Perhaps this whole streamlining started on Mr. Harper’s birthday in 2006. Maybe he did not want a cake, only favours from four of his ministers to cut some corners. The four cornerstones had sharp corners, indeed. In seven years, the administrators managed to grind them into ball shape. But how could one build a fortress on such globular keystones?

One of the cornerstones was immigration. In 2006, Canada started to enforce two unlawful policies named IP 2 (Processing Applications to Sponsor Members of the Family Class) and MOU (Memorandum of Understanding). The purpose was streamlining. The cabinet did not care that it resulted in dozens of violated paragraphs of the legislation. These policies decided that, in case of social benefits paid to new immigrants, the fault was always at the sponsor. Thus, the immigrants and the administrators were always innocent. The mislead sponsors were assured that in case of default they could be heard by a Court – that is not the case. The IP 2 claims that a Sponsorship Agreement and an Undertaking are “contracts” but the sponsors are unaware of that. It’s not in the title. Also, no one has signed those on a minister’s behalf. 132.(4) of IRPA’s Regulations shows that the sponsors have not signed contracts. By misrepresentation, the ministers call them contracts because then the CRA can garnishee the alleged debts without a ministerial certification prescribed by s. 146. of IRPA.

If your firm signs a document with Canada and later it comes to the Crown’s obligations, it was a vague agreement – without amounts – that was not enforceable. But if it comes to your obligations, it was a binding contract. The main issues are, in a nutshell, that Canada’s ministers and public servants equate agreements with contracts. Also, they do not differentiate between a “debt provable” and a “debt claim.”

The Federal Court should – but does not – maintain a file about the certified debts of the sponsors. The governing case is Canada (Attorney General) v. Mavi (2011). The judges and their order state many times that the Crown must certify the debts at the Federal Court, before any garnishment. The Chief Justice agreed with this judgment but when it came to its application in 2012, she put her honourable foot in her honourable mouth, disregarding the verdict. Our ministers openly ignore the laws of Canada. The cabinet’s money extortion scheme destroys thousands of innocent families, often without gaining much. [The alleged total debt of the family class sponsors is just a fraction of the security costs of Canada’s G-8 Summit 2010.]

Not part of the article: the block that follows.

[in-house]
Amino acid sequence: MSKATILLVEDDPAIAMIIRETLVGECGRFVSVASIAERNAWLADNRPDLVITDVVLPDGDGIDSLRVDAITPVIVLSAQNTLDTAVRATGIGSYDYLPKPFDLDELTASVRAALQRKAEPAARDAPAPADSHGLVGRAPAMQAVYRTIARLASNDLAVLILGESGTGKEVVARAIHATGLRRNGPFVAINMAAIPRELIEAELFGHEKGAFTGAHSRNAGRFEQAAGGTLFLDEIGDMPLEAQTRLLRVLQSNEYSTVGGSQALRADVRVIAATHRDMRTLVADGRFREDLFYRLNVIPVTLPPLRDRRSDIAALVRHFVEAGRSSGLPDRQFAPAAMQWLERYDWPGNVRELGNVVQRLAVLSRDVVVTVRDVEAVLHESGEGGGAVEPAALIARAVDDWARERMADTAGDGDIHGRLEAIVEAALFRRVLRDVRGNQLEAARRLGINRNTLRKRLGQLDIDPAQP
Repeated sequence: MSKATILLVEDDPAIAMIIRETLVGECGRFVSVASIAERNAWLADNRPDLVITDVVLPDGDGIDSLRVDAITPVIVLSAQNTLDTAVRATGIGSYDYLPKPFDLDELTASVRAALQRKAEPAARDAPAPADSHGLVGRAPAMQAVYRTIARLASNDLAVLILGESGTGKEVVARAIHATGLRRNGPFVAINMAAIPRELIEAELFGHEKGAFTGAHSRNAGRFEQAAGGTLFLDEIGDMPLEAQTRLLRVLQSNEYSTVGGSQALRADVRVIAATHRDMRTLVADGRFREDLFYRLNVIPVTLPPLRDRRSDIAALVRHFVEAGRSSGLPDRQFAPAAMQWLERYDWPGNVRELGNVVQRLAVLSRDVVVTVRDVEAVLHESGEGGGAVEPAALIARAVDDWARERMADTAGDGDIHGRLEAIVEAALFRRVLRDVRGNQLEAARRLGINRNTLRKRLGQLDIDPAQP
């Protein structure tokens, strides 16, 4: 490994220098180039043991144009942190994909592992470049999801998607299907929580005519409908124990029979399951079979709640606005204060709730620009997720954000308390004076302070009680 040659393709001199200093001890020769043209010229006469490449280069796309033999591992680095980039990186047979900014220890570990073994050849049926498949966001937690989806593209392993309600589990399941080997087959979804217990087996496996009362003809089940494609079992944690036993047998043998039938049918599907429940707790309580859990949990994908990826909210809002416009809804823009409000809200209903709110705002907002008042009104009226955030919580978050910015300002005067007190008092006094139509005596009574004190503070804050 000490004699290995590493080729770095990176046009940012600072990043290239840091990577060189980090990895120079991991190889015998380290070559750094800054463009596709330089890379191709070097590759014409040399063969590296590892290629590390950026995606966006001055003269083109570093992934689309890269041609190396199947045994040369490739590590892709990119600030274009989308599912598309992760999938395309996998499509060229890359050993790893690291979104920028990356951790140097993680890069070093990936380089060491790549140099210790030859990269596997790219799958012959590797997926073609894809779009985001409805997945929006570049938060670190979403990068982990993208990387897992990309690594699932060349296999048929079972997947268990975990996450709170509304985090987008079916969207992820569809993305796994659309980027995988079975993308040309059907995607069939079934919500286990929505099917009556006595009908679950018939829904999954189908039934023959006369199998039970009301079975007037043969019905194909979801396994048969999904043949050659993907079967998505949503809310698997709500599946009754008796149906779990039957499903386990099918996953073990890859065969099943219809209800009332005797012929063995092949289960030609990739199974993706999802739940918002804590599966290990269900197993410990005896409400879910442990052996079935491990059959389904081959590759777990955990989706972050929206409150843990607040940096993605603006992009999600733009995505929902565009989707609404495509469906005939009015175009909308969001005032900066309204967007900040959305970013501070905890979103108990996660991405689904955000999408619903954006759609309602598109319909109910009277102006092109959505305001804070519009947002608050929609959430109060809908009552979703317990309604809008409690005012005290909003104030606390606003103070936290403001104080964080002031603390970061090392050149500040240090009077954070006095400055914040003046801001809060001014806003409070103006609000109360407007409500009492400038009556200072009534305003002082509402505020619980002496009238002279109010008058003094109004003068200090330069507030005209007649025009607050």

This is an open rebellion and conspiracy of Canada’s ministers and administrators against Parliament’s will. Perhaps Mr. Harper’s cabinet should propose a new retroactive paragraph, hidden in another omnibus bill, stating that the laws of Canada are only guidelines that are not applicable for ministers and public servants. (In the author’s case, the federal registries in Edmonton made seven errors in law at seven procedural steps in 2012-3.)

If the administrators can lead our short-circuited country forever, we need only Mr. Harper – often called King Stephen – without paid members of Parliament. If no judges can hear us, we do not need paid judges either. In such hocus-pocus, we should look at the south. In Brazil, Venezuela and Ecuador, the extreme rightist regimes have lost their credibility and supremacy for good. And, yes, this shift to the centre-left has happened in the US as well. Canada could have such coalition government in 2015 if our conservatives have no plan to behave and survive lawfully. Mr. Harper has guided his party to the edge of a political ravine. He is just half a step away from it. Every Canadian should urge him to make his last step in the same direction.

Roman Emperor Caligula wanted to appoint his horse as a senator. In Canada, out of the 99 Canadian senators, 52 (!) are appointed by Mr. Harper, our Wg. Hon. Chief Comedian, while the remaining 47 by the previous prime ministers. In November 2013 he pressed the Senate – where his “bodyguards” were in majority – to get rid of three good but independent senators (Pamela Wallin, Mike Duffy, and Patrick Brazeau) for two years. He closed their e-mail accounts, so the public cannot reach them. Are they in Siberia? This is Harper’s promised “transparency.”